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InfoSec News Nuggets 3/6/2020

1 – Backdoor malware is being spread through fake security certificate alerts

Backdoor and Trojan malware variants are being distributed through a new phishing technique that attempts to lure victims into accepting an “update” to website security certificates.  Certificate Authorities (CAs) distribute SSL/TLS security certificates for improved security online by providing encryption for communication channels between a browser and server — especially important for domains providing e-commerce services — as well as identity validation, which is intended to instill trust in a domain. While there are cases of certificate misuse, fraud, and even cybercriminals posing as executives to obtain security certificates to sign off fraudulent domains or malware payloads, a new phishing approach is now abusing the certificate trust mechanism. 


2 – Cathay Pacific slammed for security failures following hack which exposed 9.4 million people worldwide

The UK’s Information Commissioner’s Office (ICO) has fined Cathay Pacific for “a number of basic security inadequacies” which resulted in hackers stealing the data of 9.4 million people worldwide – including 111,578 from the UK. In October 2018, the Hong Kong-based airline admitted that hackers had broken into its internal systems and accessed passenger data – including names, nationalities, dates of birth, phone numbers, email addresses, postal addresses, passport details, frequent flier numbers, and historical travel information. However, it is now known that the security breach had been going on since at least 15 October 2014, and was only identified in May 2018 after Cathay Pacific became aware of a brute force attack against its Active Directory database.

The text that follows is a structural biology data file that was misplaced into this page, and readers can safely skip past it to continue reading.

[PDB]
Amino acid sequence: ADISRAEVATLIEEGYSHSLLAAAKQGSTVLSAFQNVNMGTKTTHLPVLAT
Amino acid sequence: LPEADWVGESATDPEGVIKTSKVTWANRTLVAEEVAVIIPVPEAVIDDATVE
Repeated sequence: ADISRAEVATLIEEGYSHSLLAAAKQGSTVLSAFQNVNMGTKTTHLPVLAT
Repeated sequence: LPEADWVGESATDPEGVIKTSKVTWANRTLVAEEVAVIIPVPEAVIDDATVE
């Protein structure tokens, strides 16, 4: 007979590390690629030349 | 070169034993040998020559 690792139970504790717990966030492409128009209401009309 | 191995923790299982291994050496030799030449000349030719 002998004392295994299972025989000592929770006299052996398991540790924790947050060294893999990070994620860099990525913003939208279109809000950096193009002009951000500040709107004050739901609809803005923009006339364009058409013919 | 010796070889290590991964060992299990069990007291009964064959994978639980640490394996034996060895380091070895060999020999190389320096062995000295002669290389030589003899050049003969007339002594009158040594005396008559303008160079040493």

3 – Microsoft, Google Offer Free Remote Work Tools Due to Coronavirus

With employees either being quarantined after international travel or encouraged to work remotely due to the Coronavirus (COVID–19), Microsoft, Google, LogMeIn, and Cisco are offering free licenses to their meeting, collaboration, and remote work tools. Using these products, remote workers will be able to perform virtual meetings and chat with other employees while working remotely from their homes. A tweet by JP Courtois, Microsoft EVP and President, Microsoft Global Sales, Marketing & Operations, stated that Microsoft Teams is now available for free for six months to “support public health and safety by making remote work even easier.”


4 – FBI working to ‘burn down’ cyber criminals’ infrastructure

To thwart increasingly dangerous cyber criminals, law enforcement agents are working to “burn down their infrastructure” and take out the tools that allow them to carry out their devastating attacks, FBI Director Christopher Wray said Wednesday. Unsophisticated cyber criminals now have the power to paralyze entire hospitals, businesses and police departments, Wray said during a conference on cybersecurity at Boston College. The ever-changing threat has forced law enforcement to get creative and target the dark web sites and other tools at hackers’ disposal, he said.


5 – Hacking airliner systems doesn’t make them magically fall out of the sky

Airline pilots faced with hacked or spoofed safety systems tend to ignore them – but could cost their airlines big sums of money, an infosec study has found. An Oxford University research team put 30 Airbus A320-rated pilots in front of a desktop flight simulator before manipulating three safety systems: the Instrument Landing System (ILS), the Ground Proximity Warning System (GPWS) and the Traffic Collision Avoidance System (TCAS). The team, who presented their paper at the NDSS infosec symposium, found that while their attacks against these systems “created significant control impact and disruption through missed approaches”, all pilots in the study were able to cope and land their simulated aircraft safely.